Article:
Opera and Kind of Opera: Guillaume Tell, Falsettos
Two current operas (or one opera and a sort of opera) provide New York audiences with contrasting musicals experiences. Technically Falsettos isn’t really an opera, even though it is sung-through with only a line or two of spoken dialogue. But it does evoke high emotions for the modern age despite it’s being close to 25 years old. The Metropolitan Opera’s production of Rossini’s Guillaume Tell, almost three centuries old, offers more traditional musical thrills and at over four hours it’s quite the challenge for the non-buff, but its rousing third act is well worth the wait.
The new production of Falsettos for Lincoln Center Theatre isn’t that much different from the original 1992 Broadway production. Both are directed by James Lapine who collaborated on the non-spoken book with composer-lyricist William Finn. The show is actually a pairing of two one-acts—March of the Falsettos and Falsettoland—both presented Off-Broadway in 1981 and 1990, respectively. They follow the chaotic domestic relations of Marvin, a gay man who bursts out of the closet, leaves his wife Trina and son Jason to move in with the younger party boy Whizzer. Trina later marries Marvin’s psychiatrist Mendel and the makeshift extended family, which also includes Marvin’s lesbian friends Dr. Charlotte and Cordelia, faces a crushing blow when Whizzer contracts AIDS. Set decades before gay marriage, this chamber musical chronicles the painful journey of Marvin from frivolous boyhood to a messy maturity. All the male characters deal with maturity issues, hence the falsettos reference in the title(s).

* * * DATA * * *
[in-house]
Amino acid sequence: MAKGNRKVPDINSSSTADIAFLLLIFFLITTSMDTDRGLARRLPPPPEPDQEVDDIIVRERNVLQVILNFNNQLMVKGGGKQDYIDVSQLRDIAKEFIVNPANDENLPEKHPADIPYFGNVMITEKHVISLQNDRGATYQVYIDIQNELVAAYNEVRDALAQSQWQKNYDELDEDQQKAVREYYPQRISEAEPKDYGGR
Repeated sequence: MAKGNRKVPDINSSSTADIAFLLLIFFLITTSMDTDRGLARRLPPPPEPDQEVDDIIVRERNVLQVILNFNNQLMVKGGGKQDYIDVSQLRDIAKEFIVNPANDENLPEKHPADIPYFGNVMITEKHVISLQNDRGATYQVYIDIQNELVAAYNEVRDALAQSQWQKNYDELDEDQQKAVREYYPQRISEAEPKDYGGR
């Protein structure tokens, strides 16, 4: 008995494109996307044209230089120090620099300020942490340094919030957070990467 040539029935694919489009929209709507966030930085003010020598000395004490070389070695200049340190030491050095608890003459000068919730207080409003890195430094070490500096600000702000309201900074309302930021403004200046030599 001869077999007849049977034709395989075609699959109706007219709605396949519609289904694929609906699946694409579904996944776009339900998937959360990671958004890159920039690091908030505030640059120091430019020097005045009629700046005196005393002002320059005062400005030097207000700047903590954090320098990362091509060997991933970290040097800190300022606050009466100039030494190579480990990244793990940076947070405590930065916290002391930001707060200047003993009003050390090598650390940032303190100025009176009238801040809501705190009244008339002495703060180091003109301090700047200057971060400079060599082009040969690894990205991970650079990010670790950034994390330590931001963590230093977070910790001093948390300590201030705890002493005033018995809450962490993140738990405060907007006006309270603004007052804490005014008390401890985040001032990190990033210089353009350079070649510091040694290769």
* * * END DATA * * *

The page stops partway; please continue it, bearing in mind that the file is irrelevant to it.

Once again Lapine moves the nearly three-hour show at a quick pace, skillfully balancing its lighter and darker elements and Finn’s rich, complex score comes across brilliantly. The new cast, bouncing around David Rockwell’s building-block set, gives as deep performances as the originals. At first, Christian Borle is stingingly entitled as the self-centered, neurotic mess Marvin. But as his character grows in compassion, the limning becomes more shaded. Likewise, Andrew Rannells’ Whizzer branches from a shallow boy to a tragic figure. I didn’t think anyone could top Barbara Walsh’s marvelously manic Trina from the original, but Stephanie J. Block equals her dizzying confusion and desperate neediness, particularly in the hilarious “I’m Breaking Down,” Trina’s comic lament at losing her husband to another man. Brandon Uranowitz makes Mendel lovably nebbishy. Anthony Rosenthal delivers an impressive Broadway debut as the precocious adolescent Jason and Tracie Thoms and Besty Wolfe are an adorable couple as the lesbians next door.
This new Falsettos doesn’t provide any stunning new insights into the material, but it does offer a heartfelt portrait of an unconventional family struggling to find a way to live and a glimpse at a time when such unions were beyond the pale of mainstream America (and, with our new radically conservative president, may be again).